My datasource historical data can be updated. What is the impact for ThirdEye?
If your historical data can be updated, ThirdEye will run detection pipelines on data that can change later.
This has 2 impacts:
- any historical anomalies created by a detection pipeline run can be invalid after a data update.
- true anomalies caused by a data update can be missed
To mitigate this, you should think in terms of watermark (opens in a new tab):
- what is the expected time for my dataset to be relevant for alerts?
- what is the expected time for my dataset to be immutable?
Example: your data is supposed to arrive in 3 hours, but the data can frequently change within the last 5 days. You could set up:
- one alert pipeline that runs with a delay of 3 hours.
This alert will be useful to quickly catch problems. It may have false positives.
- one pipeline that runs with a delay of 5 days.
This alert will not be impacted by the data updates. An anomaly raised by this alert is important.
If data updates don't happen often, you can also reset the alert and replay it on a timeframe. This can be done with the API.
When I create an alert, do I need to wait for the first detection job run to see anomalies?
No need! When an alert is created, ThirdEye will replay the alert on past data and create anomalies. Depending on the historical data volume and alert monitoring configuration, this could take between 1 second and 30 minutes.
What is the timezone used by ThirdEye?
The UI uses the timezone of your browser.
The CRON in subscription and alert configurations is in UTC.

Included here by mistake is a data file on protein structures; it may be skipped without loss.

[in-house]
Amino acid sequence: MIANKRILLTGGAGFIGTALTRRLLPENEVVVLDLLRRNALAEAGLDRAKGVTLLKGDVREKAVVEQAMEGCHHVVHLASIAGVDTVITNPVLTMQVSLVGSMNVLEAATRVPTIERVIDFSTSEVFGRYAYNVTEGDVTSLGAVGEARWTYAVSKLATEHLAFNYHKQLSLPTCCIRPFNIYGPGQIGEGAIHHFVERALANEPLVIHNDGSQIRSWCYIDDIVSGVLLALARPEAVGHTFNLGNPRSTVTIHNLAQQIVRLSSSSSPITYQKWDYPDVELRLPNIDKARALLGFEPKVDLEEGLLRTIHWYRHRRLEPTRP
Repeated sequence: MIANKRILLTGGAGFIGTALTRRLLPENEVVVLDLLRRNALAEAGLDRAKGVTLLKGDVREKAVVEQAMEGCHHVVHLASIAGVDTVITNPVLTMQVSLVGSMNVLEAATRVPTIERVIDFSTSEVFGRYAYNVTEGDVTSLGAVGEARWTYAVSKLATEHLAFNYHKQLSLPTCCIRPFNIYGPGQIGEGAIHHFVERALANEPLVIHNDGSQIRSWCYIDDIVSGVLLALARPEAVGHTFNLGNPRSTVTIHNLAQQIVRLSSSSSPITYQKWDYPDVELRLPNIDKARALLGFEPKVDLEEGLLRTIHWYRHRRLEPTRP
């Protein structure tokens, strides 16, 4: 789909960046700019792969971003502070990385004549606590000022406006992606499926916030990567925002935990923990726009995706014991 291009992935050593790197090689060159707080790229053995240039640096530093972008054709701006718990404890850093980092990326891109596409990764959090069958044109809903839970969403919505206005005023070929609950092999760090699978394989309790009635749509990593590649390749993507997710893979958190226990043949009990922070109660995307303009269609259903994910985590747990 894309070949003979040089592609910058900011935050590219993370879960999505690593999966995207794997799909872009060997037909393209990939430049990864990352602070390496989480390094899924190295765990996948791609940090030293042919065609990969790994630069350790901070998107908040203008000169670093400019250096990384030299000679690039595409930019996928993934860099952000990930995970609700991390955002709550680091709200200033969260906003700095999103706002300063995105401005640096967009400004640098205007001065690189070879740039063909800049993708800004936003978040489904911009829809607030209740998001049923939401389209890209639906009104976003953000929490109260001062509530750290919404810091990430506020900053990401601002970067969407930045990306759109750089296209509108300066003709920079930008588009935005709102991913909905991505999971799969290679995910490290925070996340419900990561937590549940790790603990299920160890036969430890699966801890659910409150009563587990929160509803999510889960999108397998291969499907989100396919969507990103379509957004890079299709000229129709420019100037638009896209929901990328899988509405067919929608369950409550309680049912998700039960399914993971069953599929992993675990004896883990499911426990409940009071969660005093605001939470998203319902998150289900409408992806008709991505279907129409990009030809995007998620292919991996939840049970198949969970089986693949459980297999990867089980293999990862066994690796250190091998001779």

The notifications messages timezone is configurable. If you use ThirdEye as SaaS, reach out to the StarTree team to change the timezone.
The alert timezone can be configured in metadata$timezone
What is the alert
lastTimestamp? When a detection cron job is run, what is the detection timeframe?
lastTimestamp is the detection watermark. It corresponds to the last detection upper bound (excluded) of the alert.
When an alert runs for the first time,
lastTimestamp is 0.
When a detection cron job runs, the detection timeframe is computed as follows:
- The base timeframe is
cronScheduleTimeis the exact cron time. For instance, if you schedule the cron at 3am, cronScheduleTime = 3:00, even if the processing runtime is slightly different, like 3:01.
- The timeframe is corrected with completenessDelay:
- The timeframe is corrected with monitoringGranularity:
[lastTimestamp, floorByGranularity(cronScheduleTime-completenessDelay)]The goal is to avoid reading buckets that are incomplete.
completenessDelay and granularity are optional but highly recommended.